Another promising cooperative development has been the conclusion of the Japan-Taiwan fisheries agreement. This important mechanism addresses the concerns of Taiwan’s fishing industry, one of the most active lobby groups supporting Taiwan’s claim to the islands. While patriotic, Taiwanese fishermen primarily seek to ensure their livelihoods. This is illustrated by the area covered by the fisheries agreement: it only applies outside the territorial sea of the Senkaku/Diaoyu Islands and avoids areas covered by the 1997 China-Japan fisheries agreement. Consequently, Beijing’s response has been limited to concerns about Japan’s adherence to the one-China policy.

On balance, there is more dispute management occurring than is commonly appreciated. Nevertheless, these efforts are fragile. While the fisheries agreement calms the situation between Japan and Taiwan, neither China nor Japan seems prepared to modify confrontational behavior. The presence of the PLA Navy in the islands’ territorial sea on the anniversary of the Treaty of Shimonoseki—under which China argues Japan stole the islands—was unwelcome in Tokyo. Similarly, although Abe did not visit the Yasukuni Shrine in April, his dedication to the shrine does not auger well for stability in the hostile bilateral climate. The fact remains that efforts to manage the dispute will continue to confront serious barriers because compromise is still deeply unpopular in both China and Japan.

Implications for U.S. Policy

Due to these barriers to compromise, there is little the United States can do to directly ensure a peaceful resolution to the dispute. Chinese policymakers do not understand the difference between Washington’s neutral stance on the islands’ sovereignty and its alliance commitments to Japan, making direct interventions by Washington appear biased. Furthermore, in the eyes of both China and Japan, the fact that the United States does not accept compulsory jurisdiction of the International Court of Justice weakens its status as an advocate of arbitration, despite the United States’ own track record of seeking arbitration in its territorial disputes.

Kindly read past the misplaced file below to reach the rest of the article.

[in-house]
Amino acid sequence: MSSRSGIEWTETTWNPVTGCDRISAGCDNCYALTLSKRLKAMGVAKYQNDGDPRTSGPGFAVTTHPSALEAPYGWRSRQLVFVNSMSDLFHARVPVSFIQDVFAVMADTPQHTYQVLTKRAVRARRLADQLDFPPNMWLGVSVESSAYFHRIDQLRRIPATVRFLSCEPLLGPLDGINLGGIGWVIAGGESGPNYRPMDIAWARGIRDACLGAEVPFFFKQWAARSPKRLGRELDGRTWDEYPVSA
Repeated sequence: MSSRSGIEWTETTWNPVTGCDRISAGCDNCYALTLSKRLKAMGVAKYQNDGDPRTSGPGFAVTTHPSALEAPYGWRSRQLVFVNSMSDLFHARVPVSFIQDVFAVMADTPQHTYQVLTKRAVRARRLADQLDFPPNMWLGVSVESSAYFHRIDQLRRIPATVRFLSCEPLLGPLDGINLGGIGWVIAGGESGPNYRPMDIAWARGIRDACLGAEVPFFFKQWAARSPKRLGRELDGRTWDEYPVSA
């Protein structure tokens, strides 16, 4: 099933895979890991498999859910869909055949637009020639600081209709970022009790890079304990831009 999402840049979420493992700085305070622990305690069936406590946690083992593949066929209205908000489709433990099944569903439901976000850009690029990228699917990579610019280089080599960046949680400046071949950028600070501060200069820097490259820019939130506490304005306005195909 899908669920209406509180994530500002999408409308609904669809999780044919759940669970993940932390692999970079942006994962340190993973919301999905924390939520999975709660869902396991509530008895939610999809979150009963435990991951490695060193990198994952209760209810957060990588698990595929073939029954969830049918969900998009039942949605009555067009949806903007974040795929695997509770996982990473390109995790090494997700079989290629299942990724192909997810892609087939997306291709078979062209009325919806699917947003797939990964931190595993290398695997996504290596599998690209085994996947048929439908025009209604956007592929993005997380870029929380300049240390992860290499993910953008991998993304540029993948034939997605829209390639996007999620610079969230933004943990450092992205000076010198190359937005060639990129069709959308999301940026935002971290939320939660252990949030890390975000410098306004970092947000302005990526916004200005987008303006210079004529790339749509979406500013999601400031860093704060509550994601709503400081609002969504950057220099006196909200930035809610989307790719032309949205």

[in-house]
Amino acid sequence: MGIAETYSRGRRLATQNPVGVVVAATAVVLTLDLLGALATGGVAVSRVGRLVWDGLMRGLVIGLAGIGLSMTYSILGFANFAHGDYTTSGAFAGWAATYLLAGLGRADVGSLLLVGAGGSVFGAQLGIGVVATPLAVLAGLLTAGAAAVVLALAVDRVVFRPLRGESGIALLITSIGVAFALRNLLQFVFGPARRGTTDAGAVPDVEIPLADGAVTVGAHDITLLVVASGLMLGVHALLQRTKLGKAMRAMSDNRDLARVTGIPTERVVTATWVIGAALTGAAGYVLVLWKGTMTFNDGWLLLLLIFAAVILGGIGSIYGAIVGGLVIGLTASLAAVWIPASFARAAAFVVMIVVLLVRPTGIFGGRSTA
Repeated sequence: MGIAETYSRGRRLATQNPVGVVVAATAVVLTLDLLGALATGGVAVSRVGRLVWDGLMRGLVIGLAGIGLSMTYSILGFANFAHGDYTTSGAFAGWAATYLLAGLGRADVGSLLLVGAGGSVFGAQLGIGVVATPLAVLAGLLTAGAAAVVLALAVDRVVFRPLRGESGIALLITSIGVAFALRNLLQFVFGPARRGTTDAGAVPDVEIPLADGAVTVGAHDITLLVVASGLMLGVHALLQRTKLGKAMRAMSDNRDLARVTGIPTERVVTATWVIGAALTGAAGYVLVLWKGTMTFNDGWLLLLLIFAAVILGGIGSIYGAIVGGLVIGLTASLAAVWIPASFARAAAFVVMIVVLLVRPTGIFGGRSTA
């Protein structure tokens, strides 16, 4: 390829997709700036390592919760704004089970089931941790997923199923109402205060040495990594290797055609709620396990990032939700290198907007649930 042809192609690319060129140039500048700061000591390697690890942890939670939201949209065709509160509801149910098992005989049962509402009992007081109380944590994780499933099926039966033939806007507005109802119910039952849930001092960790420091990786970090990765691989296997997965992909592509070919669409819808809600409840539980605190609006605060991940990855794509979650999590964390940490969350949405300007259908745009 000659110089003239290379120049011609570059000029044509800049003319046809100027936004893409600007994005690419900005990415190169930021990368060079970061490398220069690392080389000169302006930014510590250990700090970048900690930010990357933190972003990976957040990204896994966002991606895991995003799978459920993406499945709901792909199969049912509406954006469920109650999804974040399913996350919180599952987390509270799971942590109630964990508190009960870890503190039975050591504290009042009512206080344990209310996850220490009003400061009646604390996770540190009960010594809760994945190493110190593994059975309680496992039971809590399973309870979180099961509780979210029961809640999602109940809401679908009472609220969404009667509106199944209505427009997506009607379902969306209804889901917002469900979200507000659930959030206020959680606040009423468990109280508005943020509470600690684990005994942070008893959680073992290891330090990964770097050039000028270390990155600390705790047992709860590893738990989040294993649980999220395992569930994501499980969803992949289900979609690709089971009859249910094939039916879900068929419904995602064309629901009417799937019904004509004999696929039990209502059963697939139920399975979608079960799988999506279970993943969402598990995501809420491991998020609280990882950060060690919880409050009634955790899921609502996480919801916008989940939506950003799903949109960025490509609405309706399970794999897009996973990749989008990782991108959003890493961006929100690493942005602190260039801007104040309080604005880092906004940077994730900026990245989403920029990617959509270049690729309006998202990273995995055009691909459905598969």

Nonetheless, even though options for ensuring a peaceful resolution are limited, the United States can take several steps to help prevent escalation of the dispute. First, it should make clear to China that attempts to alter the status quo in the waters near the islands will have no bearing on the U.S. commitment to defend Japan. At the same time, Washington should remind Japan that U.S. support is not a carte blanche for provocative behavior. In addition, the United States should work to dissuade all claimants from attempting to change the status quo on the islands themselves, including government-supported surveys, occupation, or landings of any type.

Despite the volatile situation around the Senkaku/Diaoyu Islands, war is not a foregone conclusion; there is considerable scope for dispute-management efforts to take hold between all three claimants.


JAMES MANICOM is a Research Fellow in Global Security at the Centre for International Governance Innovation in Waterloo, Canada. His forthcoming book Bridging Troubled Waters: Dispute Management in the East China Sea will be published by Georgetown University Press in 2014.


The NBR Analysis Brief provides commentary on the Asia-Pacific from leading scholars and experts. The views expressed are those of the author.